Liability and quantum were in dispute in relation to a work accident where the plaintiff sustained a L4/5 disc protrusion, when metal sheets moved on the scissor lift platform whilst being transferred.
The defence rested on the argument the plaintiff had failed to prove his case by not leading evidence of the practicability of obtaining a crane or as to the cost involved in doing so. The fatal flaw in this argument is that McMurdo J found the pleadings did not raise this, but rather:
 The defendant’s argument is at odds with its pleading. It pleads that Mr Symons was not instructed to use the scissor lift for this purpose, and that it had “implemented control measures” which included “directing staff not to use the scissor lift to carry heavy loads”. The defendant pleaded a denial of negligence on grounds which included the following:
(e) The defendant provided safe and appropriate means to carry the corrugated iron including lifting cranes and the provision of manual assistants through his co workers;
(f) The scissor lift was not provided for use to move the corrugated iron;
(g) The defendant’s system did direct that scissor lifts were not to be used for the movement of roof sheeting;
(m) The defendant did not conduct a risk assessment of the use of the scissor lift to move corrugated sheets as the scissor lift was not to be used for this purpose;
(n) The leading hand did not instruct or direct the plaintiff to move the corrugated sheets using the scissor lift.”
Thus on its pleaded case, the defendant appeared to accept that the scissor lift should not have been used and that a crane was a practicable and safe alternative. But its ultimate argument was that Mr Symons had failed to prove his case by not leading evidence of the practicability of obtaining a crane or as to the cost involved in doing so. On the state of the defendant’s pleading, it was not incumbent upon Mr Symons to prove that matter. The issue raised on the pleadings was effectively whether Mr Symons was instructed to use the lift in this way or whether, as the defendant pleaded, he and other staff were directed not to do so. On that issue, as already noted, the evidence of Mr Symons was uncontradicted and unchallenged. I am persuaded to accept that evidence.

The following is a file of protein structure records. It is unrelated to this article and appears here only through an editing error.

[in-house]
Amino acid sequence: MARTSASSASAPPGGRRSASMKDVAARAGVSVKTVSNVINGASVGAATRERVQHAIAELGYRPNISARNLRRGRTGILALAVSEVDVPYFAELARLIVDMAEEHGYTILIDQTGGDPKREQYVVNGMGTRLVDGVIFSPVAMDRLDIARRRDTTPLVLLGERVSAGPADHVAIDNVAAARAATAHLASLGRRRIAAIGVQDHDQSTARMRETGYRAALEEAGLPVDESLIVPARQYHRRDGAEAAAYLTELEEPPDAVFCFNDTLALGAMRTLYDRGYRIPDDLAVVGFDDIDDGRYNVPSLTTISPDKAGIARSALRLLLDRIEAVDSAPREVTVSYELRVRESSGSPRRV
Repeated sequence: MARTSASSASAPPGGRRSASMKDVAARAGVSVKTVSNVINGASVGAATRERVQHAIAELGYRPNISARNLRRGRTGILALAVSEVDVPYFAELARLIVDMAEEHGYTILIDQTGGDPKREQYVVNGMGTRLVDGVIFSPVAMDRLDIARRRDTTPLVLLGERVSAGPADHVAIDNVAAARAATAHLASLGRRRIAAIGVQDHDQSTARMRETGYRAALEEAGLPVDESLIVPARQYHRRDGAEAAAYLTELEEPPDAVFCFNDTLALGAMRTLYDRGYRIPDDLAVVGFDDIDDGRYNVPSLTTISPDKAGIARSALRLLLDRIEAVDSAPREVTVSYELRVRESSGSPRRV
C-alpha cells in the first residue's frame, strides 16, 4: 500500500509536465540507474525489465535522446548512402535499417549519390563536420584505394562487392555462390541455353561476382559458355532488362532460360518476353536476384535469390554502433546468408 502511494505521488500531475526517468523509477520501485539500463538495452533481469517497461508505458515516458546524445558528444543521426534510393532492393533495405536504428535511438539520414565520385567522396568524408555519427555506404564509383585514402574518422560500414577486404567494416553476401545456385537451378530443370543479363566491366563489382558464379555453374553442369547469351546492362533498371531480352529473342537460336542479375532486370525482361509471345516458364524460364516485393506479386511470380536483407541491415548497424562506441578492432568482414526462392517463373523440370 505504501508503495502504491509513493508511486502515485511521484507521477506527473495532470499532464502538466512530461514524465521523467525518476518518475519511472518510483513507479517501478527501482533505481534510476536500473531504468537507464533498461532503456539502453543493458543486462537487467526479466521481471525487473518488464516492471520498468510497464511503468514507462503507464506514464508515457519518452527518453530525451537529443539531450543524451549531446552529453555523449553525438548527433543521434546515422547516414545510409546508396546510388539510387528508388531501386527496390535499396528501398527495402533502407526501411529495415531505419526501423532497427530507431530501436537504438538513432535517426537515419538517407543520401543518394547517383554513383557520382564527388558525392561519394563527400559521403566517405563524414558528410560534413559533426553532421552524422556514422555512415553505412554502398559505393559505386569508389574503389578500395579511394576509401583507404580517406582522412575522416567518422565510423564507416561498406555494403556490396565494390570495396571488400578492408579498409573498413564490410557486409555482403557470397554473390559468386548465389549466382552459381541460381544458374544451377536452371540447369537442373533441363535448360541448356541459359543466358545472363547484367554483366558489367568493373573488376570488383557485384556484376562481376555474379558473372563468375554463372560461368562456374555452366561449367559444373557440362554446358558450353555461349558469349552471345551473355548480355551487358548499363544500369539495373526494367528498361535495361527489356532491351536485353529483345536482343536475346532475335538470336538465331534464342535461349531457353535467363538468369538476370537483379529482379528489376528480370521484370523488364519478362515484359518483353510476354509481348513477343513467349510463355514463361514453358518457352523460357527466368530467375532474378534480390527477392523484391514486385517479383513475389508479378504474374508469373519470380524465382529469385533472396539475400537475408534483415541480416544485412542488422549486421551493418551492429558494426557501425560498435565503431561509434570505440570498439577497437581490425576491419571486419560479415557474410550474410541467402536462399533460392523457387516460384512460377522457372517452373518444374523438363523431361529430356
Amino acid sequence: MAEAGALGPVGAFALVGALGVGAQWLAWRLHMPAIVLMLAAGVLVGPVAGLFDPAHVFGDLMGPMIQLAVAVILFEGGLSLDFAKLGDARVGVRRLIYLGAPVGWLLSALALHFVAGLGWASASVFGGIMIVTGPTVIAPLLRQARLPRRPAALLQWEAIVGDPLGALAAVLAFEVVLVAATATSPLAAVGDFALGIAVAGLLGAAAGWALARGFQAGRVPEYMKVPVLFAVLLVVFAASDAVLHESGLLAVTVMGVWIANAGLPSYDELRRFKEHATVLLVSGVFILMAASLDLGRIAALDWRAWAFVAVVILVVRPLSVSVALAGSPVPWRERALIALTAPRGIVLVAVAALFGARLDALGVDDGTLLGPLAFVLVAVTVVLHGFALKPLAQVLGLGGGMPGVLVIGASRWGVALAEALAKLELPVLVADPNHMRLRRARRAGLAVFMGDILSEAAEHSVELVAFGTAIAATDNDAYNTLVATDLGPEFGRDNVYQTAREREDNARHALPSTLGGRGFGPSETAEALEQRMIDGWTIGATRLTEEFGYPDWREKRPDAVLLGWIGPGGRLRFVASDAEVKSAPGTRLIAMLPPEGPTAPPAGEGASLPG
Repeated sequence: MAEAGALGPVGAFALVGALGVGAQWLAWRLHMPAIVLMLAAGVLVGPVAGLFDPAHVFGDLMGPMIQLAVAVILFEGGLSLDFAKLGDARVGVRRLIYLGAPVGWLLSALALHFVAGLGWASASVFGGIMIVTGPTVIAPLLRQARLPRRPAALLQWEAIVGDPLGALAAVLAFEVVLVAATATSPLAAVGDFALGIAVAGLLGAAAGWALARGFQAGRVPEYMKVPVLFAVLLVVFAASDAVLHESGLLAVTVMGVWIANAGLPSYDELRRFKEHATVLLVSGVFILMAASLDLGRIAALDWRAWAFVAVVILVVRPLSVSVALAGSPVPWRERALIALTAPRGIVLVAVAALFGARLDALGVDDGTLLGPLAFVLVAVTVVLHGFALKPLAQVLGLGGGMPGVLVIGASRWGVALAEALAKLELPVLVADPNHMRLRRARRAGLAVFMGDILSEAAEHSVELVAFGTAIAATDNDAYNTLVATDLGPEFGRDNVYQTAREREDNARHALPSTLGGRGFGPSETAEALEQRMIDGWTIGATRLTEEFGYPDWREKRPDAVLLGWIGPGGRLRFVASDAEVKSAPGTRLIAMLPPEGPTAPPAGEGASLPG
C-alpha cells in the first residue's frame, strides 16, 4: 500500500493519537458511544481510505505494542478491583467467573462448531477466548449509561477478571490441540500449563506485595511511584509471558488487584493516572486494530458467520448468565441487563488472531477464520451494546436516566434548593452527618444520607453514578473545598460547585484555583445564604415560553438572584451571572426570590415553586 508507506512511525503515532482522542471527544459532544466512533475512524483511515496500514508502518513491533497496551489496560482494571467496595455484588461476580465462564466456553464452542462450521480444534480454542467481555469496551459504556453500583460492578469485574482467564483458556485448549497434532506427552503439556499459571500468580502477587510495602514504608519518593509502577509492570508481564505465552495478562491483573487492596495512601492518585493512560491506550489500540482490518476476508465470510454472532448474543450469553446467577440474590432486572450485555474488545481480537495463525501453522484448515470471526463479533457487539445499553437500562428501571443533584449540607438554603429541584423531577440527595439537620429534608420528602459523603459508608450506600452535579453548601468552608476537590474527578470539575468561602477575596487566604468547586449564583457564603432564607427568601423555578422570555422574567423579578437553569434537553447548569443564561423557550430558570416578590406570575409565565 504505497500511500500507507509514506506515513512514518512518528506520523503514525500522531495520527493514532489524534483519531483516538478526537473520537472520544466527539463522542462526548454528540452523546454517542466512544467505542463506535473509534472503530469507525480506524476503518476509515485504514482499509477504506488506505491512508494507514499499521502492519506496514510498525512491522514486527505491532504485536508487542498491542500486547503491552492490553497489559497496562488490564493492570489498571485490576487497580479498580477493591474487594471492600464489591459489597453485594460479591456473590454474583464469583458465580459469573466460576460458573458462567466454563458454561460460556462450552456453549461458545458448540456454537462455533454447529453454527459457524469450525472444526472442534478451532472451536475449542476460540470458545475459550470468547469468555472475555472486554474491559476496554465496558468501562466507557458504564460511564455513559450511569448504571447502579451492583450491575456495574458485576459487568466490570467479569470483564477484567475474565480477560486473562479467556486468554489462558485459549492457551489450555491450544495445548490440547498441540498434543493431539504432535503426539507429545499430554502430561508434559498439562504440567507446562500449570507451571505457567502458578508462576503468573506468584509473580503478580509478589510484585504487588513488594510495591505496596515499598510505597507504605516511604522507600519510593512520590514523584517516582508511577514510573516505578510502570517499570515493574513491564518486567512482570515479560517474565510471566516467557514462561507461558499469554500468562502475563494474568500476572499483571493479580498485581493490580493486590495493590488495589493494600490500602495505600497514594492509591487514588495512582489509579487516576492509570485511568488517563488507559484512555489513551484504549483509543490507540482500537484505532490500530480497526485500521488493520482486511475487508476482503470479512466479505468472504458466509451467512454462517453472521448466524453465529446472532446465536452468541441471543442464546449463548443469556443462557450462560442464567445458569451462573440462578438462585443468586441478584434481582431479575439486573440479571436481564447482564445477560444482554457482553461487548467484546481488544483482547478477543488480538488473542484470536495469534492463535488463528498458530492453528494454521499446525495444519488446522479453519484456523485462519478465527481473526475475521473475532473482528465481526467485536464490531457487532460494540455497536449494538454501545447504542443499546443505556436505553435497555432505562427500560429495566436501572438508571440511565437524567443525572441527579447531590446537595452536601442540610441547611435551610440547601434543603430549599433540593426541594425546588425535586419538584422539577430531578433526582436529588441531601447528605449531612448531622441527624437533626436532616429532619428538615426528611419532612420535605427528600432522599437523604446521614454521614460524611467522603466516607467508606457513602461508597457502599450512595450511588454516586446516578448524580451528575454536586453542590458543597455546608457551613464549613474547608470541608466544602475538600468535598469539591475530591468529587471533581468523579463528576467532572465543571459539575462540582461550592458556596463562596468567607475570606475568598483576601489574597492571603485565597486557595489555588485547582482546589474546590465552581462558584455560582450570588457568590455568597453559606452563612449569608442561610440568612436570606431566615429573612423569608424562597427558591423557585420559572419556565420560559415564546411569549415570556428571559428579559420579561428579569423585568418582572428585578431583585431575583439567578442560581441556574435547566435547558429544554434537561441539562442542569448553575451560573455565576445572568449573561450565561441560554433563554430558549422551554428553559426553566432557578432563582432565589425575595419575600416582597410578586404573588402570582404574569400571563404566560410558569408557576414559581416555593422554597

The plaintiff was 46 at the time of the accident and had an unenviable compensation history in Victoria, especially in relation to his knee, but notably not in respect of his back. His medical history was further complicated by an aggressive ischaemic heart complaint. The intervention of his heart complaint significantly reduced his damages.
The medical evidence was the plaintiff underwent initially a microdiscectomy operation, which did not relieve his pain and then a L4/5 discectomy and fusion operation. Likewise, this did not assist his pain. On this basis Dr Campbell, Neurosurgeon for the plaintiff allowed a 20% whole person impairment solely attributed to the work incident.
Dr Reid, Neurosurgeon on behalf of the defendant diverged completely and allowed a 25% whole person impairment, but only 3% of which was caused by the work incident. Dr Reid’s rationale was that most men aged 46 years would have degenerative spines and the plaintiff’s was similar to others. Dr Reid was not accepted.
The plaintiff’s credibility was attacked in respect of his claim for compensation for his knee and the lengthy period of time whilst in receipt of compensation, when he could have returned to work earlier:
 In 1997, the plaintiff claimed to have suffered a knee injury when working for a roofing company in Victoria. He underwent surgery upon his left knee in May 1997and he was off work for about 10 months, he said. In 2002, he claimed to have suffered another knee injury, again at work. On account of this alleged injury he was off work until February 2008 when he went to work for the defendant. During that period of unemployment he continued to complain of knee problems and to receive compensation payments for them. There is no explanation for his apparent recovery when returning to the workforce in 2008.